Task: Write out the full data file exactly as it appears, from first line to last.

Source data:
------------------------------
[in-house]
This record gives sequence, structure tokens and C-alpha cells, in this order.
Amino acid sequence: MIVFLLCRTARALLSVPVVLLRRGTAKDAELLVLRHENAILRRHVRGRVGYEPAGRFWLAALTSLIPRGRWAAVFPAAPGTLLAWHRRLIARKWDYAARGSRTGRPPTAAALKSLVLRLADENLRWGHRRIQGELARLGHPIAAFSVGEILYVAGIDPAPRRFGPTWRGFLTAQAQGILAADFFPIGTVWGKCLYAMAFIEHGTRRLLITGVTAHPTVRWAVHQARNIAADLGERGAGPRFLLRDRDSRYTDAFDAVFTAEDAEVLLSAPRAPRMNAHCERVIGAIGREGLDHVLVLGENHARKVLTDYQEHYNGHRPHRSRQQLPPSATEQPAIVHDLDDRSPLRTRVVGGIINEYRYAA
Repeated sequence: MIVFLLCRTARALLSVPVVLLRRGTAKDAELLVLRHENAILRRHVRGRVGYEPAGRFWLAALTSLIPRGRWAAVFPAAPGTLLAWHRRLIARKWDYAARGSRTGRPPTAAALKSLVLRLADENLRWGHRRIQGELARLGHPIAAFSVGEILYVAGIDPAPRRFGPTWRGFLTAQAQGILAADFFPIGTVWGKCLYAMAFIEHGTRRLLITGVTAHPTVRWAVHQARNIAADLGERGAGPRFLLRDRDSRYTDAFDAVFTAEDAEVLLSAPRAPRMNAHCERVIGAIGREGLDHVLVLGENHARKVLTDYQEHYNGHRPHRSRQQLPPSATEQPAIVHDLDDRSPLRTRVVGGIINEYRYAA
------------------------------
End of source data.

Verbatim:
[in-house]
This record gives sequence, structure tokens and C-alpha cells, in this order.
Amino acid sequence: MIVFLLCRTARALLSVPVVLLRRGTAKDAELLVLRHENAILRRHVRGRVGYEPAGRFWLAALTSLIPRGRWAAVFPAAPGTLLAWHRRLIARKWDYAARGSRTGRPPTAAALKSLVLRLADENLRWGHRRIQGELARLGHPIAAFSVGEILYVAGIDPAPRRFGPTWRGFLTAQAQGILAADFFPIGTVWGKCLYAMAFIEHGTRRLLITGVTAHPTVRWAVHQARNIAADLGERGAGPRFLLRDRDSRYTDAFDAVFTAEDAEVLLSAPRAPRMNAHCERVIGAIGREGLDHVLVLGENHARKVLTDYQEHYNGHRPHRSRQQLPPSATEQPAIVHDLDDRSPLRTRVVGGIINEYRYAA
Repeated sequence: MIVFLLCRTARALLSVPVVLLRRGTAKDAELLVLRHENAILRRHVRGRVGYEPAGRFWLAALTSLIPRGRWAAVFPAAPGTLLAWHRRLIARKWDYAARGSRTGRPPTAAALKSLVLRLADENLRWGHRRIQGELARLGHPIAAFSVGEILYVAGIDPAPRRFGPTWRGFLTAQAQGILAADFFPIGTVWGKCLYAMAFIEHGTRRLLITGVTAHPTVRWAVHQARNIAADLGERGAGPRFLLRDRDSRYTDAFDAVFTAEDAEVLLSAPRAPRMNAHCERVIGAIGREGLDHVLVLGENHARKVLTDYQEHYNGHRPHRSRQQLPPSATEQPAIVHDLDDRSPLRTRVVGGIINEYRYAA